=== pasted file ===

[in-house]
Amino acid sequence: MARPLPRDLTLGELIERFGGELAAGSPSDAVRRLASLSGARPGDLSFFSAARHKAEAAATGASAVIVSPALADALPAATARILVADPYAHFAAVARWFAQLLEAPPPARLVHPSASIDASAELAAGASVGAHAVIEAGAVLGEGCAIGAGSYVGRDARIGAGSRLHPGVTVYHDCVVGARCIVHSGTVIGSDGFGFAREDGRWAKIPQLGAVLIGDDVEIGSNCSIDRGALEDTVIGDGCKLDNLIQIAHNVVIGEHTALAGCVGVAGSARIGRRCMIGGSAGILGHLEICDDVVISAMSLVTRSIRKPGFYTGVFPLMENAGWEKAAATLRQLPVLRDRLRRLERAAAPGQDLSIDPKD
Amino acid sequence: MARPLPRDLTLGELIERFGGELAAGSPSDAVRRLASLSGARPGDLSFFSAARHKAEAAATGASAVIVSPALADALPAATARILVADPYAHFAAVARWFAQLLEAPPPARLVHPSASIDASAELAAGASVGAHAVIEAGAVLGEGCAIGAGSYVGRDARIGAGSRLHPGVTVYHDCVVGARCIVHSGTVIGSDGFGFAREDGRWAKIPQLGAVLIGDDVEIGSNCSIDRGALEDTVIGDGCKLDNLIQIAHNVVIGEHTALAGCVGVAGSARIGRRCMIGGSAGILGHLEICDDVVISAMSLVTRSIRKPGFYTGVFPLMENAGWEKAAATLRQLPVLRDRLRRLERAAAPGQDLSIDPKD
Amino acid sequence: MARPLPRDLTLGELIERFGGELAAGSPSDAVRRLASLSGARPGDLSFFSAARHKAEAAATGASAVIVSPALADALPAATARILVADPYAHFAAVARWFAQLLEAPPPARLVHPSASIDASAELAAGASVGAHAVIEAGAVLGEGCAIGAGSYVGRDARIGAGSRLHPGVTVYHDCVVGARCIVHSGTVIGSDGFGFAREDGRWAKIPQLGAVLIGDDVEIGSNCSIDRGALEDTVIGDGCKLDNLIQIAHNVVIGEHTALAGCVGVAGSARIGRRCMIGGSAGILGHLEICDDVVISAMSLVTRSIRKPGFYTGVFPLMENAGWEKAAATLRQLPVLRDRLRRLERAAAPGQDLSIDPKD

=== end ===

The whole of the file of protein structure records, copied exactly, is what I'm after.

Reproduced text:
[in-house]
Amino acid sequence: MARPLPRDLTLGELIERFGGELAAGSPSDAVRRLASLSGARPGDLSFFSAARHKAEAAATGASAVIVSPALADALPAATARILVADPYAHFAAVARWFAQLLEAPPPARLVHPSASIDASAELAAGASVGAHAVIEAGAVLGEGCAIGAGSYVGRDARIGAGSRLHPGVTVYHDCVVGARCIVHSGTVIGSDGFGFAREDGRWAKIPQLGAVLIGDDVEIGSNCSIDRGALEDTVIGDGCKLDNLIQIAHNVVIGEHTALAGCVGVAGSARIGRRCMIGGSAGILGHLEICDDVVISAMSLVTRSIRKPGFYTGVFPLMENAGWEKAAATLRQLPVLRDRLRRLERAAAPGQDLSIDPKD
Amino acid sequence: MARPLPRDLTLGELIERFGGELAAGSPSDAVRRLASLSGARPGDLSFFSAARHKAEAAATGASAVIVSPALADALPAATARILVADPYAHFAAVARWFAQLLEAPPPARLVHPSASIDASAELAAGASVGAHAVIEAGAVLGEGCAIGAGSYVGRDARIGAGSRLHPGVTVYHDCVVGARCIVHSGTVIGSDGFGFAREDGRWAKIPQLGAVLIGDDVEIGSNCSIDRGALEDTVIGDGCKLDNLIQIAHNVVIGEHTALAGCVGVAGSARIGRRCMIGGSAGILGHLEICDDVVISAMSLVTRSIRKPGFYTGVFPLMENAGWEKAAATLRQLPVLRDRLRRLERAAAPGQDLSIDPKD
Amino acid sequence: MARPLPRDLTLGELIERFGGELAAGSPSDAVRRLASLSGARPGDLSFFSAARHKAEAAATGASAVIVSPALADALPAATARILVADPYAHFAAVARWFAQLLEAPPPARLVHPSASIDASAELAAGASVGAHAVIEAGAVLGEGCAIGAGSYVGRDARIGAGSRLHPGVTVYHDCVVGARCIVHSGTVIGSDGFGFAREDGRWAKIPQLGAVLIGDDVEIGSNCSIDRGALEDTVIGDGCKLDNLIQIAHNVVIGEHTALAGCVGVAGSARIGRRCMIGGSAGILGHLEICDDVVISAMSLVTRSIRKPGFYTGVFPLMENAGWEKAAATLRQLPVLRDRLRRLERAAAPGQDLSIDPKD